In the past two blogs we examined buttons, but by no means began to cover every type nor style nor material from which they are manufactured.
Today we look at a cousin of buttons, the toggle fastener. If you ever owned a woolen jacket perhaps the closure was one as in the photo below. The button is affixed to one side of the front of the garment by a shank back. The other part of the closure is a loop and is sewn on the opposite side. The loop may be heavy thread or even leather if extra strength is required.
The advantage of using a toggle closure is the absence of a buttonhole. Clothes of heavy material and heavy wear require a closure that would not fray nor distort the butoinhole.
If you think of Paddington Bear ( Children’s literature) he is usually wearing Wellington Boots (Wellies) and a rain hat and coat. The raincoat is fastened with two toggle closures.
Although toggles can be made of many materials, today they are usually made of wood, in a barrel-shape. Note the metal shank on the back for affixing them to the garment.
In the above photo, note the two Catalin buttons from a woman’s fur coat (top left). Naturally, there would be no buttonholes cut into the fur material. Perhaps for closure, instead of thread loops there might have been a large metal “overlap” hook that fit into the long metal rod-like shank.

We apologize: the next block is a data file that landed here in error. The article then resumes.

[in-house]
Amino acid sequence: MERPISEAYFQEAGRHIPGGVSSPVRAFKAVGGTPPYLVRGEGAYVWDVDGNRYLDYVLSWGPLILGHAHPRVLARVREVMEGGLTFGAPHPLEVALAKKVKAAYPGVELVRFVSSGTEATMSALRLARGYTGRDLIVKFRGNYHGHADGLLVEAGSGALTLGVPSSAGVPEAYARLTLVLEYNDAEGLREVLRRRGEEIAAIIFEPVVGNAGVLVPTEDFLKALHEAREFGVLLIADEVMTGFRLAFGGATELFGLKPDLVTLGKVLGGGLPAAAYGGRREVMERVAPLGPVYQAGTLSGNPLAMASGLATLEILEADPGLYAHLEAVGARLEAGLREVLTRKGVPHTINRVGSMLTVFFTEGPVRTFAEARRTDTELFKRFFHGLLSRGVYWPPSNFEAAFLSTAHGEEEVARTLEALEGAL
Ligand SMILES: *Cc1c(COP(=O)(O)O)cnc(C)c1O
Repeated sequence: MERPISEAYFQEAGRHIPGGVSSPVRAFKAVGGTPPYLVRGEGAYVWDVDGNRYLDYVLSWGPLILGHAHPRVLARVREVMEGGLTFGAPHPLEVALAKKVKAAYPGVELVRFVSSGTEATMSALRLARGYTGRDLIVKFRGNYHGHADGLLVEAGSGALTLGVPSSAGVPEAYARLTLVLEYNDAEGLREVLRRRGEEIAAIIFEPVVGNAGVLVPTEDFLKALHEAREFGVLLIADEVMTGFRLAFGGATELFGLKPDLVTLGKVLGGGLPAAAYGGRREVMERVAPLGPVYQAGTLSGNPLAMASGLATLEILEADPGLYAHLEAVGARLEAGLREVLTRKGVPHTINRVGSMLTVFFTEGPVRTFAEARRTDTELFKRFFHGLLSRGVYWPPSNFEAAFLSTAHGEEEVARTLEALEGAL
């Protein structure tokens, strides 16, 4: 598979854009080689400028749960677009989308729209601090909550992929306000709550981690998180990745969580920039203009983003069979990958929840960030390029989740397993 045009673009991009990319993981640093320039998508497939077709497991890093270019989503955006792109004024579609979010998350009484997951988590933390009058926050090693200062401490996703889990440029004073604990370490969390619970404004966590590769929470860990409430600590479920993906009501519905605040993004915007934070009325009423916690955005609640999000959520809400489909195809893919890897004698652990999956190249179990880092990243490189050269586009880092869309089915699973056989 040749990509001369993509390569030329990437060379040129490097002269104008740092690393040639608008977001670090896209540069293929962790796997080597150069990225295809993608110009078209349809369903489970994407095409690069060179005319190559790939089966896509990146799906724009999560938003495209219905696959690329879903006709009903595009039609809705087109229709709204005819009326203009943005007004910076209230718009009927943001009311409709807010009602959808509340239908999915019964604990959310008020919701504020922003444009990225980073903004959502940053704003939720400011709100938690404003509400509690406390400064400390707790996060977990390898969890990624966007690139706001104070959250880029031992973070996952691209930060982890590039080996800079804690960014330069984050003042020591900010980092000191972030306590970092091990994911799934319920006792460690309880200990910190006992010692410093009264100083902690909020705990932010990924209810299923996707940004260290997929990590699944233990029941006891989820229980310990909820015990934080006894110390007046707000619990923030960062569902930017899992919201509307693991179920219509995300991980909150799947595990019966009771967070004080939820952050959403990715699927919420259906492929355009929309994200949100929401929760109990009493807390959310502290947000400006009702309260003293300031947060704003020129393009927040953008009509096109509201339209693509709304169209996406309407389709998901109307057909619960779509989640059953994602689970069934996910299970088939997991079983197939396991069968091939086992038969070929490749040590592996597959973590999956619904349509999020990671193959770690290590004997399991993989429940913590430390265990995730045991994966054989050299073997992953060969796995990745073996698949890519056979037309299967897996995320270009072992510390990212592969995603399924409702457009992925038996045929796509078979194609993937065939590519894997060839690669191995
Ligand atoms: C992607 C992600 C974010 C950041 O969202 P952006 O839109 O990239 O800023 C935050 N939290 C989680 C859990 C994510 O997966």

These Catalin buttons are often mislabeled as Bakelite or celluloid. Celluloid is a tough thermoplastic compound, which was used to replace ivory. It was easily shaped and used for dressing table sets, dolls, picture frames, buttons and buckles. Unfortunately it was flammable and was, subsequently, replaced by Bakelite and Catalin.
Actually, Bakelite was manufactured in only two colors: black and brown. It was used for appliances such as radios and pot handles because it did not melt. When we refer to Bakelite colorful buttons and jewelry they were actually made of Catalin, which was produced in a glorious rainbow of colors. These buttons are in great demand and usually fetch a goodly price.
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